Victorian, Queensland Supreme Courts publish guidelines for AI use

The courts warned lawyers and non-lawyers about the inaccuracies of information from generative AI tools

Victorian, Queensland Supreme Courts publish guidelines for AI use

The Supreme Courts of Victoria and Queensland have published guidelines for the use of AI in court.

One requirement disclosed by the Victorian Supreme Court is that lawyers and parties who use AI in litigation should inform the courts as well as the other parties.

“The use of AI programs by a party must not indirectly mislead another participant in the litigation process (including the Court) as to the nature of any work undertaken or the content produced by that program. Ordinarily parties and their practitioners should disclose to each other the assistance provided by AI programs to the legal task undertaken”, the court detailed on its website. “Where appropriate (for example, where it is necessary to enable a proper understanding of the provenance of a document or the weight that can be placed upon its contents), the use of AI should be disclosed to other parties and the court”.

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Self-represented litigants and witnesses are also expected to advise the court and other parties if generative AI has been used to help draft documents. The court added that lawyers are responsible for ensuring that AI-generated info is updated, accurate, complete, applicable to the jurisdiction and unbiased.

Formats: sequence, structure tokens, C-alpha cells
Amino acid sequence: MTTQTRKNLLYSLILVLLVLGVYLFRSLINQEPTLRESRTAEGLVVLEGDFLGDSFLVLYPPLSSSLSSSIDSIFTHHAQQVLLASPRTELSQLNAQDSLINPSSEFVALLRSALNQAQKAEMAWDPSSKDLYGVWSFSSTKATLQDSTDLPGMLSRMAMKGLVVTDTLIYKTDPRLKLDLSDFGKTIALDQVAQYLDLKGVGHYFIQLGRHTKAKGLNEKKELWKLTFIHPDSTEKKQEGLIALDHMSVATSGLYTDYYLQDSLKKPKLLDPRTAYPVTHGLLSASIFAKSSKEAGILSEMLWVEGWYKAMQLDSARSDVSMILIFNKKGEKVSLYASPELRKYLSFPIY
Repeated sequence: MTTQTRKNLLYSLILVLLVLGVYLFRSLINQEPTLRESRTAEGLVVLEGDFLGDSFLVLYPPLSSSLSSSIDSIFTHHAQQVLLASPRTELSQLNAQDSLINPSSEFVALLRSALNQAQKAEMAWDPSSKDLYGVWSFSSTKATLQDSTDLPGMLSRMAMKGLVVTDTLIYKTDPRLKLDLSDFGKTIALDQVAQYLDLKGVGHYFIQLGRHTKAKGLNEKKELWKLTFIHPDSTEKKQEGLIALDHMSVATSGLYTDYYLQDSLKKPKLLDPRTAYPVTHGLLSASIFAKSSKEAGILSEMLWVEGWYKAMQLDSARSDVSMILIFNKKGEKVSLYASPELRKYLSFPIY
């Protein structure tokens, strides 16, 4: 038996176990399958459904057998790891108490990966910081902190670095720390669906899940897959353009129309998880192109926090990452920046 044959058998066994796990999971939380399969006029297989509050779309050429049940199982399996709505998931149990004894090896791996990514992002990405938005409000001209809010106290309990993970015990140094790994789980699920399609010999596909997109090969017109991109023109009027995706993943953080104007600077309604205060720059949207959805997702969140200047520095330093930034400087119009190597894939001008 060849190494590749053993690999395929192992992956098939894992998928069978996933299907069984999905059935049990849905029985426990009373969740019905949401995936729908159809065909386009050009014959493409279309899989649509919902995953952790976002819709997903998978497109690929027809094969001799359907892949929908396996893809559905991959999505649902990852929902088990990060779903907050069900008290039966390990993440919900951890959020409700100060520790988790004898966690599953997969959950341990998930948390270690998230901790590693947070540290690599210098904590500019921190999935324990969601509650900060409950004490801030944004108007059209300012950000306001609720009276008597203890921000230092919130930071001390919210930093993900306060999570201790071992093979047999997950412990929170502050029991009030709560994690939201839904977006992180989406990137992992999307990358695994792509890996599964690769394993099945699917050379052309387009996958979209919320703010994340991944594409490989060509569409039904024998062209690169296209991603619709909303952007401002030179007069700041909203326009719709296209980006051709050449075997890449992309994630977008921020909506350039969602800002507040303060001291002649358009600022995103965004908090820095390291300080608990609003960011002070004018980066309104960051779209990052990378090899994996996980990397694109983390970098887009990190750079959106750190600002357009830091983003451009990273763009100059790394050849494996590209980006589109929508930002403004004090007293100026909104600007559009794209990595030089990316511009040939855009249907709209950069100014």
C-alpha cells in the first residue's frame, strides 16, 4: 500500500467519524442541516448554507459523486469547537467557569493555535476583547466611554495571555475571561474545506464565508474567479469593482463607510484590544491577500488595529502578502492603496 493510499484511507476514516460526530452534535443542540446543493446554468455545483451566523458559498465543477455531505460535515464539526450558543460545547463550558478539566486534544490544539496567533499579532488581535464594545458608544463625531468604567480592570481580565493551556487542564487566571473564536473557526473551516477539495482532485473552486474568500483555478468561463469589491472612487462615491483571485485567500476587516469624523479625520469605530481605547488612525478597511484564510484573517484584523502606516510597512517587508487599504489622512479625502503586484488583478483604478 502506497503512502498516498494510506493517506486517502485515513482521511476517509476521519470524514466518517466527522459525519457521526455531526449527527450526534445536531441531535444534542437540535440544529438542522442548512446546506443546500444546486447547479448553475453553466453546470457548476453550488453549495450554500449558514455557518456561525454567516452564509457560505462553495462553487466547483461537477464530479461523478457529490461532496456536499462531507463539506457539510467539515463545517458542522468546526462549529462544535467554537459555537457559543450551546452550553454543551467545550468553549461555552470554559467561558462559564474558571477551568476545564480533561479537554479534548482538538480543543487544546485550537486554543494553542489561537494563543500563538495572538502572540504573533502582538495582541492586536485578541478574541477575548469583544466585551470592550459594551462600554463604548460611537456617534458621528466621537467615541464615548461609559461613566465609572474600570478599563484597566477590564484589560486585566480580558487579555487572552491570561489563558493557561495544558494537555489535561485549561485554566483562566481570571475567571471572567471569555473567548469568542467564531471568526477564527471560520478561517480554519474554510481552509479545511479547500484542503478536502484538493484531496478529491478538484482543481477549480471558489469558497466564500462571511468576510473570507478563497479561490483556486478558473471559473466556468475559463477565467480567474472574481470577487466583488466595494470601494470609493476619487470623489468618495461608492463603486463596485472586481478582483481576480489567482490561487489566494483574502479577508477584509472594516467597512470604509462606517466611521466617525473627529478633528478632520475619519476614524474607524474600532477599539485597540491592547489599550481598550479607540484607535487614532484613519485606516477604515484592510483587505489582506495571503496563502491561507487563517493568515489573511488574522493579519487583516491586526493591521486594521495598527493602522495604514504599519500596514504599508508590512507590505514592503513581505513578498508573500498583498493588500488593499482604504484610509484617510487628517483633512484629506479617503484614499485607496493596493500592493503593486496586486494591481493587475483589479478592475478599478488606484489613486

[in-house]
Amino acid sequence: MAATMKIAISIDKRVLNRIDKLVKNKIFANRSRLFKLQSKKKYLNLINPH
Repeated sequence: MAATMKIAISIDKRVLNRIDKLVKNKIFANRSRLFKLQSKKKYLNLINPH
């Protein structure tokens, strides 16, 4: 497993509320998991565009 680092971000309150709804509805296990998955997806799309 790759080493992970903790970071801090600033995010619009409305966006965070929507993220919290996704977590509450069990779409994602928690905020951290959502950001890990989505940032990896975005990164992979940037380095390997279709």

“Generative AI and Large Language Models create output that is not the product of reasoning. Nor are they a legal research tool. They use probability to predict a given sequence of words. Output is determined by the information provided to it and is not presumed to be correct. The use of commercial or freely available public programs such as ChatGPT and Google Gemini, is more likely to produce results that are inaccurate for the purpose of current litigation”, the court wrote. “Generative AI does not relieve the responsible legal practitioner of the need to exercise judgment and professional skill in reviewing the final product to be provided to the Court”.

The court warned lawyers and parties to be especially careful in using generative AI to put together affidavits and witness statements. Moreover, the court emphasised that AI “is not presently used for decision making nor used to develop or prepare reasons for decision because it does not engage in a reasoning process nor a process specific to the circumstance before the court”.

The Queensland Supreme Court’s guidelines, which are geared specifically towards non-lawyers, highlighted that while useful in explaining laws and legal principles, generative AI tools are “not a substitute for a qualified lawyer” and “have been known to provide inaccurate information on Australian law”.

“The currently available Generative AI chatbots have limited ‘training’ on Australian law and court procedure. Even when the training for Generative AI chatbots improves, there will be a limitation based on the currency of the data on which they have been trained”, the court indicated in the guidelines.

The court also warned generative AI users to refrain from providing “private, confidential, suppressed or legally privileged information” to a chatbot.

“Some Generative AI chatbots will remember every question that you ask them, as well as any other information you put into them. That information could then be repeated in response to queries from other users”, the court wrote. “As a result, anything you put into a Generative AI chatbot could become publicly known. This could result in you unintentionally breaching suppression orders, or accidentally disclosing your own or someone else’s private or confidential information”

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